Nasi Lemak : Coconut-flavored Rice Meal – is rice cooked in coconut milk made aromatic with pandan leaves [screwpine leaves]. It is typically served with Sambal Ikan Bilis – fried dried anchovies cooked in a dry sambal sauce, and garnished with cucumber slices, hard boiled egg and roasted peanuts. Traditionally packaged in a banana leaf, it is usually eaten as hearty breakfast fare.
Satay : BBQ Sticks – This famous meat-on-a-stick appears on menus from New York to Amsterdam. The secret of tender, succulent satay is, of course, in the rich, spicy-sweet marinade. The marinated meat; chicken or beef, are skewered onto bamboo sticks and grilled over hot charcoals. Some satay stalls also serve venison and rabbit satay. A fresh salad of cucumbers & onions are served together with a spicy-sweet peanut sauce for dipping. Ketupat, a Malay rice cake similar to Lontong, is also an accompaniment to satay, great for dipping in satay sauce. Dee’lish
Laksa : Noodles in Tangy Fish Soup – Thick rice noodles are served in a tangy fish soup/gravy. Not at all fishy, the soupy gravy is made with mackerel and lots of aromatic herbs. Fresh garnishing of shredded cucumber, lettuce, pineapple, onion and fragrant mint leaves finishes the dish. In general the term Laksa refers to Malay style laksa, sometimes called Malay Laksa. There are slight variations in different parts of the country. The key ingredient is tamarind, used as a souring agent, giving it a tart tangy taste. This version of laksa from the ‘hawker food capital’ – Penang, is especially famous and well known as Penang Laksa or Penang Assam Laksa.
Lemang also tradisional food.
Nasi Biryani : Indian style Rice Dish – Basmati rice is first saute’ed in ghee [clarified butter] and cooked with the world’s most expensive spice, saffron. The dish is assembled by layering the flavorful rice with tender pieces of spiced-cooked lamb, mutton or chicken, with a garnishing of slivered almonds and raisins. This ‘delicacy’ dish is served as a main course on special occasions, such as weddings and celebrations. In Nasi Kandar restaurants [local Indian-Muslim restaurants], nasi biryani refers to the rice only cooked without the meat, and is a choice of rice [instead of plain steamed rice], to eat with your selection of curries and side dishes. Nasi Biryani is also sometimes spelt Nasi Beriani.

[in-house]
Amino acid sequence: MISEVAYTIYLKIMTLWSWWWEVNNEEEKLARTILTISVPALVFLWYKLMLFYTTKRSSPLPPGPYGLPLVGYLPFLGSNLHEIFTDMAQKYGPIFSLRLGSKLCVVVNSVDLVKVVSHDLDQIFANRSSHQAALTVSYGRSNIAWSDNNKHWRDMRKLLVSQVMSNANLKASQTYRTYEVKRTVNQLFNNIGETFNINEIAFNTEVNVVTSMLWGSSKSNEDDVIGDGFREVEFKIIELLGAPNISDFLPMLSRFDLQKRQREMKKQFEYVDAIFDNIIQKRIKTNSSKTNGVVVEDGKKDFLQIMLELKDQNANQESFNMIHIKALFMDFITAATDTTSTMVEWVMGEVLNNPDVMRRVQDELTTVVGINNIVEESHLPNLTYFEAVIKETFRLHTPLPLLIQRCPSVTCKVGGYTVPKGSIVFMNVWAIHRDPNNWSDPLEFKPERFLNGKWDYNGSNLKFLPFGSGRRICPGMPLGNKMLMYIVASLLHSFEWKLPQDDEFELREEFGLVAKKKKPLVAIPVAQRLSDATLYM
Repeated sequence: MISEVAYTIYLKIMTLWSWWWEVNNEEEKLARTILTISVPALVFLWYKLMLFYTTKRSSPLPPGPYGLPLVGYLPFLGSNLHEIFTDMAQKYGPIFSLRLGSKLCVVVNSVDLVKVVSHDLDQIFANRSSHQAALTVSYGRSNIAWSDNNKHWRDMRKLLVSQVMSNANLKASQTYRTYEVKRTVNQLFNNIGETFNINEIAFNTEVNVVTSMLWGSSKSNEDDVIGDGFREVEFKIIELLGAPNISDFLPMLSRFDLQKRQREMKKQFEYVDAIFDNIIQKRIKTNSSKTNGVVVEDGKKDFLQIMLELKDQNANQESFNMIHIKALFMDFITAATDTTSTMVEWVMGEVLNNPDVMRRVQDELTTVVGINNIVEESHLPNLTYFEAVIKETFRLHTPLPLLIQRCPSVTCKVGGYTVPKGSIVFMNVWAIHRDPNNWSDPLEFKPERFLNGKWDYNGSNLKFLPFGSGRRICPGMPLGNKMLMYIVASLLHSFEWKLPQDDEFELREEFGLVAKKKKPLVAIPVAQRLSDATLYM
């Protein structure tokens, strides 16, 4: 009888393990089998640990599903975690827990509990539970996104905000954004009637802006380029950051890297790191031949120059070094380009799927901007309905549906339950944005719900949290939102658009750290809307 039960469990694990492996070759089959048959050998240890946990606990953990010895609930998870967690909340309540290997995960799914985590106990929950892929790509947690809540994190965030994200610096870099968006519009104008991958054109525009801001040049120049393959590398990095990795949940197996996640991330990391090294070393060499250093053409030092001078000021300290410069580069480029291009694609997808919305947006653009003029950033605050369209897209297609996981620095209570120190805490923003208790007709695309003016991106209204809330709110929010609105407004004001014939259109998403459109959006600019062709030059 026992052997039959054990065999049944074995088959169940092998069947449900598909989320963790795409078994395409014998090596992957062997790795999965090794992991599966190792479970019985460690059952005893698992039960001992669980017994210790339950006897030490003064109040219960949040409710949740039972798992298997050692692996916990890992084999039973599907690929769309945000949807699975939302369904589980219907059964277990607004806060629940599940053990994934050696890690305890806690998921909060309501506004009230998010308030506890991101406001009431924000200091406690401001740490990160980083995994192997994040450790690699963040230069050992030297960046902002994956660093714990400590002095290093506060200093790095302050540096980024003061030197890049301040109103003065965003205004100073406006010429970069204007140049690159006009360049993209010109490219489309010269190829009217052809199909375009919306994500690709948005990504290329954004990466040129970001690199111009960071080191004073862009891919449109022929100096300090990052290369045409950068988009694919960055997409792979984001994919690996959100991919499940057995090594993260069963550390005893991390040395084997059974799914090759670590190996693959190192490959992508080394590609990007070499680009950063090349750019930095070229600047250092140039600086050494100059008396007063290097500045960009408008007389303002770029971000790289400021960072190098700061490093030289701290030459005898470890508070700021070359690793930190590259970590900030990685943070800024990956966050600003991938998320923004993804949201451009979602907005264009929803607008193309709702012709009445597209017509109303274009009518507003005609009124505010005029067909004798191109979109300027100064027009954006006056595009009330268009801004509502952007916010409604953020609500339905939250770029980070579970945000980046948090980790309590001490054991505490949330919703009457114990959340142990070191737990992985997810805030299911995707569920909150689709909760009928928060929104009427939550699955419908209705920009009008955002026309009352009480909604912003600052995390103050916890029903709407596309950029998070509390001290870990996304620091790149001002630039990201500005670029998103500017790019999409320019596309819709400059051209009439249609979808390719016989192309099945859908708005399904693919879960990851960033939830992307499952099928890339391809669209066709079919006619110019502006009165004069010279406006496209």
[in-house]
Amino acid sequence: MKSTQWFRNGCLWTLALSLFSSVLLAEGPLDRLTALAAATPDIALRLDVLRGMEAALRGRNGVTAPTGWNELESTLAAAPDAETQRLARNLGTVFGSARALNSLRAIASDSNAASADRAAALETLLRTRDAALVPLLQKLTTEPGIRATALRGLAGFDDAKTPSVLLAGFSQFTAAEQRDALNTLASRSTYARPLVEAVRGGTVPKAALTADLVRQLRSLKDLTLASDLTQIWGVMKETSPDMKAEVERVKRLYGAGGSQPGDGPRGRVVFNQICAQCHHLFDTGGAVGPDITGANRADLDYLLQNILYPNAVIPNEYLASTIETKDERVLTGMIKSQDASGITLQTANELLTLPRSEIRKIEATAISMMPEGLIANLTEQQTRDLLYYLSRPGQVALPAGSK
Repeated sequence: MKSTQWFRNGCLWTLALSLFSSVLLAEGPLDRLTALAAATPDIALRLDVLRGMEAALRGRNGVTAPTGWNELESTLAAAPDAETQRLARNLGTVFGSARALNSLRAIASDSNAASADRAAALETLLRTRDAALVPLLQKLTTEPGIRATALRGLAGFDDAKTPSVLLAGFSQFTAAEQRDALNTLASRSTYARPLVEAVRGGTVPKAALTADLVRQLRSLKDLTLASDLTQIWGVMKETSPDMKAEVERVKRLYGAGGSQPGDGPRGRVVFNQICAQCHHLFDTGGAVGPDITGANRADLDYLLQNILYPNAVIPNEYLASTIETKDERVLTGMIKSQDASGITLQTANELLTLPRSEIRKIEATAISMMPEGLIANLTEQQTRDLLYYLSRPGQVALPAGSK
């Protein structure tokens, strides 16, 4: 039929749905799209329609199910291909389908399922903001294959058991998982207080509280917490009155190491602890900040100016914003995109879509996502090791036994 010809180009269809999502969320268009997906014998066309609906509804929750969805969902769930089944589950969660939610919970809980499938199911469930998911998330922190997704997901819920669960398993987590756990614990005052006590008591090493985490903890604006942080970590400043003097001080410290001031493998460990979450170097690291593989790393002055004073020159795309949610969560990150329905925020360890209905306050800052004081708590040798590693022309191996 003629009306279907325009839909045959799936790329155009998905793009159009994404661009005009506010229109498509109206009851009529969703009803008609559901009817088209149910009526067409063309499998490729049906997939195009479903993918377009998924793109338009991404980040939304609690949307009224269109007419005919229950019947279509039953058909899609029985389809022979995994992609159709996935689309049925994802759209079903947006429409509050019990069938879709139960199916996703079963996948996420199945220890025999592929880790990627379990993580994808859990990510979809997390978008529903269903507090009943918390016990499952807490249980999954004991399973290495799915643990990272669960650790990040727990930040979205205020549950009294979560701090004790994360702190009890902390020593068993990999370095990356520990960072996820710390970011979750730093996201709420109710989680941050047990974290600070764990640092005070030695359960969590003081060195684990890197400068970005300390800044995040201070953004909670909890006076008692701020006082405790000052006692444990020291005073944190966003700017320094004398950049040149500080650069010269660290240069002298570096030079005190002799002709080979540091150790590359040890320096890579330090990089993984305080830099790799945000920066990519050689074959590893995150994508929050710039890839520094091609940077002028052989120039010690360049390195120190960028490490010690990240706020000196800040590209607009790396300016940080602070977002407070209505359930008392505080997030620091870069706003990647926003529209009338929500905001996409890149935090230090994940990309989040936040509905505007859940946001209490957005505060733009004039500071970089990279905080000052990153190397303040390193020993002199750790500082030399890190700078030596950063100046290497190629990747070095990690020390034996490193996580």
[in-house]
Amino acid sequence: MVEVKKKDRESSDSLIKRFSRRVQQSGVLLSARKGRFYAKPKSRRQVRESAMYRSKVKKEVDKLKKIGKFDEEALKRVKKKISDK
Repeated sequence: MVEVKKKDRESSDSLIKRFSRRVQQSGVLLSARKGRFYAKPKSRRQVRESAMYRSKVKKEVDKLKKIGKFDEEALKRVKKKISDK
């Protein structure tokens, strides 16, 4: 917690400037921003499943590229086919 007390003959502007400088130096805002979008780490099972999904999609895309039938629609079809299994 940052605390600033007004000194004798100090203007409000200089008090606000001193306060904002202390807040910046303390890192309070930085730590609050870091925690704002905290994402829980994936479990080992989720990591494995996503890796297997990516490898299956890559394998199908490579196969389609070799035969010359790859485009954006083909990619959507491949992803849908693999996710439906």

Roti Canai : Indian Pastry Pancake – Indian in origin, this popular pastry pancake is an all-time favorite appetizer on menus in Malaysian eateries all around the globe. Roti Canai [pronounced Chan-nai], it’s name originating from the region of Chennai in India, is also known as Roti Prata [also spelt Paratha]. A side of curry is served for dipping the flaky pancake, usually a Malaysian Chicken Curry.
Naan : Whole-wheat Flatbread – soft bread made from whole wheat flour. The dough is rolled out and then slapped on the inside of the tandoor or clay oven, near the top where it cooks very quickly in the fierce heat. It is sometimes sprinkled with chopped garlic; Garlic Naan
Fujian cuisine is a traditional Chinese cuisine. Many diverse seafoods are used, including hundreds of types of fish, shellfish and turtles, provided by the Fujian coastal region . Woodland delicacies such as edible mushrooms and bamboo shoots are also utilized. Slicing techniques are valued in the cuisine and utilized to enhance the flavor, aroma and texture of seafood and other foods. Fujian cuisine is often served in a broth or soup, with cooking techniques including braising, stewing, steaming and boiling.
Yong Tau Foo : Tofu stuffed with Fish Mousse – Tau Foo means tofu or soy bean cakes in Chinese dialect. Deep fried tofu cakes and vegetables – bitter gourd, whole red chilies, zucchini – are stuffed with a fish mousse or pate, then steamed or boiled and served with a dipping sauce.
Bak Kut Teh : Pork Rib Tea – A very popular Hokkien herbal soup [also spelt Bakuteh] which in English is translated as ‘Pork Rib [Pork Bone] Tea’, traditionally served for breakfast as an invigorating tonic to start the day with Ewe Char Koay [Chinese crullers]. Pork ribs are long simmered in a ‘tea’ of Chinese medicinal herbs and whole bulbs of garlic, often with dried shitake mushrooms added for earthiness. A chicken version Chi Kut Teh [also spelt Chikuteh] is also popular. Bak Kut Teh, containing all the essential herbal ingredients usually available only in ethnic Chinese medicinal shops, are very convenient for ‘brewing’ an authentic-tasting, aromatic and nutritious Bak Kut Teh at home!
Fish & Chicken Clay pot : Fish, usually Garoupa is simmered with chicken in a clay pot – a hearty & delicious dish to eat with plain steamed rice and a side of hot sauce or fresh sliced chilies in soy sauce.